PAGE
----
From Scratch

Posted on November 4, 2014 at 6:00 am

By Kim Harshberger

Alright run to your pantry right now and pull out the xanthan gum, modified food starch, monosodium glutamate, and disodium phosphate, we are going to make some ranch dressing!

Wait. What? I don’t have those ingredients.

Sound familiar? Too often factory-produced products contain unnecessary ingredients to prolong shelf life, alter appearance, and extend the manufacturers bottom line. After I started reading labels and ingredient lists on some of our favorite foods I came to the conclusion that I was going to need to make a lot more things from scratch. So I made a rule for myself; if I can’t buy an ingredient, then I don’t buy a product made with it. Now I have more control over what is in my family’s food.

Additionally, cooking from scratch saves me money. But this can be a trade off. Yes, I save money when I make large batches that I divvy up myself, but I also have to spend more time in the kitchen. Saving money wasn’t a huge motivator for me, but I do try to make big batches of things like soups, chilies, and snack bars, that I can freeze in individual or family size portions. Saving money has turned into a side benefit.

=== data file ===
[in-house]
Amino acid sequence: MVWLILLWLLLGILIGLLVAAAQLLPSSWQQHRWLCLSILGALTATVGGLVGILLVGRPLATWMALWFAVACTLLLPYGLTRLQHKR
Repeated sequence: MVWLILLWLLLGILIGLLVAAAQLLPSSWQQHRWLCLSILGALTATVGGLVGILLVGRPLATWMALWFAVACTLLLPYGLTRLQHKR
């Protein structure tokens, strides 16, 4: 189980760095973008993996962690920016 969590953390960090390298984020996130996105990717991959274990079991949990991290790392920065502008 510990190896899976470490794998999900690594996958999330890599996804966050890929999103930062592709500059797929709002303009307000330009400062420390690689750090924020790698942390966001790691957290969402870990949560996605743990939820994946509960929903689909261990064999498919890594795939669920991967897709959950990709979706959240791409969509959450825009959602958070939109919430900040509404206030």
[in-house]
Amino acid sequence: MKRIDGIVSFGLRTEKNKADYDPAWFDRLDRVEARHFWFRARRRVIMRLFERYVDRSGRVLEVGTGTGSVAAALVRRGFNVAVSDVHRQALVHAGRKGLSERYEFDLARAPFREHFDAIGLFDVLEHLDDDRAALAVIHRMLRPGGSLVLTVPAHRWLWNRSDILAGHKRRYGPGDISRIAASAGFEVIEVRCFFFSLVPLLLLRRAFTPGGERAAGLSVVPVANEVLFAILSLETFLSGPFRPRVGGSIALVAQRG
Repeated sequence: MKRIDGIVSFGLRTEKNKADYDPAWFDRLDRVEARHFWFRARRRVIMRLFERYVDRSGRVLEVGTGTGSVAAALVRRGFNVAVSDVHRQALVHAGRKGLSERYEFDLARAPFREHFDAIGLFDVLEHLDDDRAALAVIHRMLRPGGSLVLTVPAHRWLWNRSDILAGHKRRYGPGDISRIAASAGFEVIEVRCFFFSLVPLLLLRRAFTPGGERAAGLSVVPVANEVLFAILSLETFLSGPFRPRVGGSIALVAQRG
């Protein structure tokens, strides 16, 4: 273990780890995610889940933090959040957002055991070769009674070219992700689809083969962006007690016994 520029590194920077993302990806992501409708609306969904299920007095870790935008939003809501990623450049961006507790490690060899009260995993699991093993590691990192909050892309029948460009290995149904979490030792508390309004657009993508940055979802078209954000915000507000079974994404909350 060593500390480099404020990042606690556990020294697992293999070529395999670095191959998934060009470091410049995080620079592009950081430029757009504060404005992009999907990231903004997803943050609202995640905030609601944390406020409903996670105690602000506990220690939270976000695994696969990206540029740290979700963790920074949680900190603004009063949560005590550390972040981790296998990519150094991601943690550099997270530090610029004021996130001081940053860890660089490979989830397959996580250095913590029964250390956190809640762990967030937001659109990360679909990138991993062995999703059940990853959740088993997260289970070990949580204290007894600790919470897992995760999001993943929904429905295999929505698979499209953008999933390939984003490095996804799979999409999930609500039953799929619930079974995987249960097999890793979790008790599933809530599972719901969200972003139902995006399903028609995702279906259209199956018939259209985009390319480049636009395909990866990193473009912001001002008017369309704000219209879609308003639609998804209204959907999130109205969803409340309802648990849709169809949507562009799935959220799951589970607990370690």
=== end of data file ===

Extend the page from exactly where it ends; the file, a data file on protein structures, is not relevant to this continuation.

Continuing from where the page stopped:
For me, the greatest benefit has been that my homemade goods taste light years better than their store bought counter parts. Think about the difference in taste between strawberries bought in February, versus those picked straight from the field. It’s the same idea when you make things from scratch. It’s worth it. Trust me. Plus, when you control the ingredients, you can alter the flavor to suit your family’s taste buds, and maybe even get your family to eat things they didn’t think they liked.

On the downside, cooking from scratch can be very time consuming. I am fortunate that I have a shorter work day than most people, so I am home about the same time my kids get home from school. This usually means that I enter the kitchen at 3:30 for snack prep and don’t often leave until after dinner is served around 6pm. It also means that I spend a couple hours, every weekend, cooking and prepping to keep our supplies in stock. I realize that not everyone can make this sort of time commitment, but I encourage you to pick one or two things to make from scratch instead of buying. The benefits are worth it.

For me it did take some trial and error to figure out what was worth it for me to make from scratch. Below is my lineup of my most popular recipes. You can also follow our From Scratch Pinterest board for all these recipes. I will continue to add more as I try new things.